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Old 08-25-2010, 09:20 PM   #1
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Does a "plant based" diet really curb inflammation?

Or, is it enviable with aging?

 
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Old 08-26-2010, 12:02 PM   #2
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Re: Does a "plant based" diet really curb inflammation?

In my case, I think it may. But, it probably depends on the person. Last fall, I received a confirmed diagnosis of OA, with suspected RA. A blood test in June confirmed RA as well. I have visible inflammation. Yet, my inflammatory markers measure very low. Whether this is related to my diet and supplements, I have no idea.

As soon as I experienced the sudden-onset extreme joint pain and stiffness last fall, I put myself on an anti-inflammatory diet and supplements. My diet was primarily fruits and vegetables, although I did eat small amounts of dairy (yogurt, eggs, low-lactose cheese, etc.) and fish. Then, barbeque season came, and each time I ate an occasional meal including poultry, my discomfort and joint stiffness increased dramatically (to the point the joints in my hands were locking -- a panic-inducing sensation). At the same time, the function of my hands worsened every week. Needless to say, I went back to the nearly vegetarian diet -- even more restrictive this time. This is the only thing I could find that lessened my symptoms while waiting a month to see my doctor. I've also eliminated gluten entirely due to gluten intolerance. I'm not officially celiac (haven't had a biopsy done), but I've read that many RA patients do better on a gluten-free diet.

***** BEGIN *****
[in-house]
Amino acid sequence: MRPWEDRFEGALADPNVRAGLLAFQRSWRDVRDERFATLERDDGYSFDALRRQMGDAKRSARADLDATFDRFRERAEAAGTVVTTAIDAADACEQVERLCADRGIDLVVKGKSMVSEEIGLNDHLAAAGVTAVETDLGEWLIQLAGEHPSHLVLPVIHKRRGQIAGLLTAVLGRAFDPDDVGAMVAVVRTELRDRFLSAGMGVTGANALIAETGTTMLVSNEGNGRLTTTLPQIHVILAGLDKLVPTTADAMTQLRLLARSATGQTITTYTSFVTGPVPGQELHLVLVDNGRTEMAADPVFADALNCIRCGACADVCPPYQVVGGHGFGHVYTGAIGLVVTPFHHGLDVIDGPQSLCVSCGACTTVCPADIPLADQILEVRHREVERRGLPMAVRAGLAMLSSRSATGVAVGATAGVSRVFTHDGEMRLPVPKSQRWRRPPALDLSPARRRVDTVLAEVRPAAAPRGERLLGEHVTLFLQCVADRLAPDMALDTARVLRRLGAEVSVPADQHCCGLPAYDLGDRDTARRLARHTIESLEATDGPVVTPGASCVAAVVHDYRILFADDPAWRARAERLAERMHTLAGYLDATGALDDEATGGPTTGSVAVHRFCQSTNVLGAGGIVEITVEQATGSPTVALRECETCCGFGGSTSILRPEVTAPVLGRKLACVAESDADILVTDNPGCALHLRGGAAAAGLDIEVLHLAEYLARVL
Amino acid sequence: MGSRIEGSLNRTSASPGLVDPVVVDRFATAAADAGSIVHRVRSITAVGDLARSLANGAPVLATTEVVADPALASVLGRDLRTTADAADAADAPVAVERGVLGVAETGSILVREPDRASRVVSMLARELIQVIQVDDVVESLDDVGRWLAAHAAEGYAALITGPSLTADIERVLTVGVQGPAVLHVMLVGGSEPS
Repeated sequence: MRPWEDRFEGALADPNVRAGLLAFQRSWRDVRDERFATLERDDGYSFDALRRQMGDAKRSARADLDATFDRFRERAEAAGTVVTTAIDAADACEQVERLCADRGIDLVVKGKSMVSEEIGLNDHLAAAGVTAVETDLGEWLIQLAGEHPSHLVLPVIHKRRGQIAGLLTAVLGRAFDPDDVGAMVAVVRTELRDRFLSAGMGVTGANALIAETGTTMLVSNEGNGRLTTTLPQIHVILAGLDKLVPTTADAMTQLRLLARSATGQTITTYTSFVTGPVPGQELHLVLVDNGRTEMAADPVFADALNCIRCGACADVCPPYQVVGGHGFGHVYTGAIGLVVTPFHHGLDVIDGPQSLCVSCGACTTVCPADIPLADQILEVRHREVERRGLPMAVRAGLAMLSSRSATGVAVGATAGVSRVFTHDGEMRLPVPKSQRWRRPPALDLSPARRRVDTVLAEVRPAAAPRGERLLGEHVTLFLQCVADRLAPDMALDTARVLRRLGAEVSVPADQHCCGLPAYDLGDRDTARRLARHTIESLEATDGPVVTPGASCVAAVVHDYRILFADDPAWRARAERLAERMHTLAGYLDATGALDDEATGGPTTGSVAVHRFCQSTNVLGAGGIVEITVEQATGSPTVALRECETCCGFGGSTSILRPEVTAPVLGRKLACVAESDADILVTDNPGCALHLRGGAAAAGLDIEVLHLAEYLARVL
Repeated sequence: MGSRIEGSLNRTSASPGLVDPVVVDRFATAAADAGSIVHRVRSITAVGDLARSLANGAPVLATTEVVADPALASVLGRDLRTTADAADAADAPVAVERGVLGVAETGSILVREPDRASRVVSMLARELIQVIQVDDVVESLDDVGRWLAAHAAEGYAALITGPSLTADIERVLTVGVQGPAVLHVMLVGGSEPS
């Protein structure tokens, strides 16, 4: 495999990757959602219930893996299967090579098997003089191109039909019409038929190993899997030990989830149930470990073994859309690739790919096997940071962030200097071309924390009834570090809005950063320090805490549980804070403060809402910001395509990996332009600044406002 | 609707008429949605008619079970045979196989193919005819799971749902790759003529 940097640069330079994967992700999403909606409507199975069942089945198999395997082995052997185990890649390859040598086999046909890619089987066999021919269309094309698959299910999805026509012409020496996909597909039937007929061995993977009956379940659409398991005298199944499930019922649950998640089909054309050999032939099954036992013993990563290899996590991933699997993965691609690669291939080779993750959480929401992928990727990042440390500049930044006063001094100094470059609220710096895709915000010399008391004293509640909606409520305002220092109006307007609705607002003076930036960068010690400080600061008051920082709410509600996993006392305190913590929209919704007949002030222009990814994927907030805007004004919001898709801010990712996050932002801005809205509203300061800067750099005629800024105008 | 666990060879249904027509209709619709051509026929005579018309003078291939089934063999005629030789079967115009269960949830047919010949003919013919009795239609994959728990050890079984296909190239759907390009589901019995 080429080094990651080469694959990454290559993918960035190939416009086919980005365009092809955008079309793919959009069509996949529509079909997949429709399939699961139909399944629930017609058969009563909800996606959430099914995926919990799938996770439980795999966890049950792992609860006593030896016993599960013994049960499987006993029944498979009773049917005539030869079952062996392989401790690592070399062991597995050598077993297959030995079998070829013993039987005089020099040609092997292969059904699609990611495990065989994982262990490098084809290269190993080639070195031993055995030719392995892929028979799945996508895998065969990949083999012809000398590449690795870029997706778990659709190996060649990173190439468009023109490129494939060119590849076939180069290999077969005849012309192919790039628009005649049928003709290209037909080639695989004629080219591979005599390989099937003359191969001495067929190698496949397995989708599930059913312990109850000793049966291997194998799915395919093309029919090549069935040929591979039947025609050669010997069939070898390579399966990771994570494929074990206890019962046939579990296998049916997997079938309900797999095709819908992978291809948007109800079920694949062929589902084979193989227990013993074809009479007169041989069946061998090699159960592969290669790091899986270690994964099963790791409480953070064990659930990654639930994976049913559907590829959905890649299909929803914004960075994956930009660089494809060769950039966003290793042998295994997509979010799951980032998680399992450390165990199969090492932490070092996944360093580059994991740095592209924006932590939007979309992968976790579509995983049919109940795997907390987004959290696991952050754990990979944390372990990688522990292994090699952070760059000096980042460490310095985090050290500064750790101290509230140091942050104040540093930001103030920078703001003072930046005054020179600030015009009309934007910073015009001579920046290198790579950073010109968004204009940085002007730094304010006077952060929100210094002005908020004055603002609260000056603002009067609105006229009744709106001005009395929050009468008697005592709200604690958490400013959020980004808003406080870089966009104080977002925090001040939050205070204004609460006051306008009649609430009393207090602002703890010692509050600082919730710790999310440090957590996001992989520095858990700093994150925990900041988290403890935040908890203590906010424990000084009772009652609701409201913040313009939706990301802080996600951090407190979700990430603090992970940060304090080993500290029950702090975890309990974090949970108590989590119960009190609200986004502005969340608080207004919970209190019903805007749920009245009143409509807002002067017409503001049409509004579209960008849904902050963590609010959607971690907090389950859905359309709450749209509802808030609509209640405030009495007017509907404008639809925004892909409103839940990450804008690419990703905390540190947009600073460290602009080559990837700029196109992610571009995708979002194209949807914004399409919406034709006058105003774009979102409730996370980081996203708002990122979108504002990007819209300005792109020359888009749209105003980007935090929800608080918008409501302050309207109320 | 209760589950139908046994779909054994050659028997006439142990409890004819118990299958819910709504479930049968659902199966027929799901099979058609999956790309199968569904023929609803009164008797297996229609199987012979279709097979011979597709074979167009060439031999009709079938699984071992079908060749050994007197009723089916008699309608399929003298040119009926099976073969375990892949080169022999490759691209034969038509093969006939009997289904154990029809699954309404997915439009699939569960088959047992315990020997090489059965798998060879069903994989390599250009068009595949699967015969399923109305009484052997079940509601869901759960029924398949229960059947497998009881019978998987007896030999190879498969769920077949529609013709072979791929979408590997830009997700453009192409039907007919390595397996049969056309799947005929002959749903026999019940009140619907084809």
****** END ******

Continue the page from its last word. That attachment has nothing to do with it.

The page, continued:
So, give the vegetarian diet a try. If it helps, great. If it doesn't, being able to eat a less restrictive diet also can be interpreted as a positive outcome. Good luck investigating this option.

 
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Old 08-28-2010, 08:17 PM   #3
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Re: Does a "plant based" diet really curb inflammation?

I've had terrible joint and muscle pain over the last few years. One physical therapist suggested a low inflammation diet that restricted sugar, caffeine, all dairy, eggs, citrus, gluten, high fat foods. It focused on good fats like fish oil, olive, avocado, nuts and seeds, fruits and veggies and no nightshade plants (potato, tomato, tomatillos, bell peppers, paprika, cayenne, blueberries, okra). Low fat meat like fish, turkey, chicken. I started to feel alot better. Added back gluten and felt awful and asked my doctor for a celiac panel and it was positive so now I'm completely gluten free and another allergy test showed a high allergy to milk and eggs. When I do eat fatty foods and bad oils and sugar and caffeine I feel really bad. I wish I could say that I have perfect self control but I don't. Silly, since I know all the bad stuff is bad. I'm working on it. For that one month I was off everything bad I felt alot better. I highly recommend giving it a try. I'm recommitting myself to get clean again.

Beth

 
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